In contrast to this pattern of gender inequality and political injustice, as I suggested earlier, the De Lacey family represents an alternative ideology: a vision of a society based on justice, gender equality, and mutual affection. Agatha’s purpose, as a kind and gentle female, is to exhibit and embody all virtue and sensitivity. These are the first lessons learned by the monster. Agatha most moves him in her interactions with her blind father: “Agatha listened with respect, her eyes sometimes filled with tears, which she endeavored to wipe away unperceived” (93). Agatha’s female character, through its inactive and tender nature, serves to teach the monster about healthy human relationships and love. They are then joined by Safie who having reached the De Lacey household, promptly becomes Felix's beloved companion and is taught to read and write French. Because of her role as a passive female character she acts as a channel to the creature’s action: “My days were spent in close attention…and I may boast that I improved more rapidly than the Arabian…I could imitate almost every word that was spoken…I also learned the science of letters” (99). It is inconsequential to the novel whether Safie herself learns the language, as long as the lessons being taught to her are influencing and furthering the monster. She is a means to his educational end, becoming yet another passive, action-channeling female character. Safie, whose Christian mother instructed her "to aspire to higher powers of intellect, and an independence of spirit, forbidden to the female followers of Mahomet" (119), is the incarnation of Mary Wollstonecraft in the novel. Wollstonecraft too travelled alone through Europe and Scandinavia. More important, she advocated in A Vindication of the Rights of Woman that women be educated to be the "companions" [12.24] of men and be permitted to participate in the public realm by voting, working outside the home, and holding political office.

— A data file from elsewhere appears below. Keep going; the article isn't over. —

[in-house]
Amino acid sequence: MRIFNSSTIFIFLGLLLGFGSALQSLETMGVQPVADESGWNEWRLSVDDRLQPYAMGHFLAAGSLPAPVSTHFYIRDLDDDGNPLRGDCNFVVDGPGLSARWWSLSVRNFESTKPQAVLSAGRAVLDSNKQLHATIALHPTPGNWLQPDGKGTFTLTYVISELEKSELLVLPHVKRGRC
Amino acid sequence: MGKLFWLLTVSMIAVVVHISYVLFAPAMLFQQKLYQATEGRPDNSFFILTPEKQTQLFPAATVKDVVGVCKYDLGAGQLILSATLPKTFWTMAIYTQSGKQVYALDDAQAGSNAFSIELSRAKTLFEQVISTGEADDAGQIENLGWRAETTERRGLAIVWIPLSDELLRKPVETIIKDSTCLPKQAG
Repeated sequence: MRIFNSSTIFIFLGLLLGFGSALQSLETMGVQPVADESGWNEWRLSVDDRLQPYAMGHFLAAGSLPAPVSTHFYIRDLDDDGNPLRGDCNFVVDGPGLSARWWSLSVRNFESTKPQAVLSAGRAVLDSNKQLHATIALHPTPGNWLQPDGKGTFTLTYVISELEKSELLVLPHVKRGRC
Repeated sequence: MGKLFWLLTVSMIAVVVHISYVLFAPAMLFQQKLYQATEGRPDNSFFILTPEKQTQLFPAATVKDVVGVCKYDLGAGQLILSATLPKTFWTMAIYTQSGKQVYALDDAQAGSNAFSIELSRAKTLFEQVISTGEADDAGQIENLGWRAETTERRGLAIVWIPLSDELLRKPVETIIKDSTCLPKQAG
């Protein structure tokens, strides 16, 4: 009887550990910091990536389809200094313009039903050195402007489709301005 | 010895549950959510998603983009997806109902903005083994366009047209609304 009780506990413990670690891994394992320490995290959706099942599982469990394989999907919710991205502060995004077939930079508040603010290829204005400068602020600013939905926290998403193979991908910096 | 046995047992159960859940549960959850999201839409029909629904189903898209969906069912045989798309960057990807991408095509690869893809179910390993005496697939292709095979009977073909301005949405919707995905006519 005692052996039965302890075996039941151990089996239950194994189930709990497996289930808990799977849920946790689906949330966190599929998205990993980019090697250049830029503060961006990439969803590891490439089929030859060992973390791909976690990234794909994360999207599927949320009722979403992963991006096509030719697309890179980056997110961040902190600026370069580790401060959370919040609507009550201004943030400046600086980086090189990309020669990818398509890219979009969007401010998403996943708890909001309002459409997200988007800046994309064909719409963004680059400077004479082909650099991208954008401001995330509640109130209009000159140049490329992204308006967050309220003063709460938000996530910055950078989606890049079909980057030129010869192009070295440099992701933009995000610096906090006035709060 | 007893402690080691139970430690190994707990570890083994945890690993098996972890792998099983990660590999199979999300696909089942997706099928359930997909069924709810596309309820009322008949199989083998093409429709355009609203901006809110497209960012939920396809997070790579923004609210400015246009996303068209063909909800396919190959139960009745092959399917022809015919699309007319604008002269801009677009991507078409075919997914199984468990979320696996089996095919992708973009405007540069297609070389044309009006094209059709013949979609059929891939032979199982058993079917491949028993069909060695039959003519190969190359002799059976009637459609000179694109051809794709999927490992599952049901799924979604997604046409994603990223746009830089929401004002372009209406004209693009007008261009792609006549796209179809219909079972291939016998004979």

Perhaps the most important emotional channel in the novel is Frankenstein’s betrothed Elizabeth. Described as a submissive, gentle character from the beginning, Elizabeth has always been a soft spot for her fiancée. Frankenstein views her as a possession: “I looked upon Elizabeth as mine - mine to protect, love and cherish. All praises bestowed on her I received as made to a possession of my own” Frankenstein’s monster, well aware of this weakness and filled with the madness that results from parental neglect, murders Elizabeth in order to hurt his creator as deeply as possible. Even when her life is threatened, however, Frankenstein still holds the game of wits between himself and his monster above protecting Elizabeth. Instead of staying with her and guarding her on his wedding night, he patrols the premises: “She left me, and I continued some time walking up and down the passages of the house and inspecting every corner that might afford a retreat to my adversary…when suddenly I heard a shrill and dreadful scream” Elizabeth has become another inert victim in this game of insanity and male-centered mayhem. She has been demeaned and reduced to a simple tool of revenge, along with the other female characters appearing in Frankenstein. The scene of her death is based on a painting Mary Shelley knew well, Henry Fuseli's famous "The Nightmare" (Plate VIII, bottom): "She was there, lifeless and inanimate, thrown across the bed, her head hanging down, and her pale and distorted features half covered by her hair" Fuseli's woman is an image of female desire, both lusting for and frightened of the incubus (spirit) that sits upon her, brought to her bed-chamber by the stallion that leers at her from the foot of her bed. Invoking this image, Mary Shelley alerts us to what Victor fears most: his bride's sexuality. Returning to the body of the murdered Elizabeth, Victor "embraced her with ardour; but the deathly languor and coldness of the limbs told me, that what I now held in my arms had ceased to be the Elizabeth whom I had loved and cherished" The conflation with his earlier dream, when he thought to embrace the living Elizabeth but instead held in his arms the corpse of his mother, signals Victor's most profound desire; to possess the dead female, the lost mother.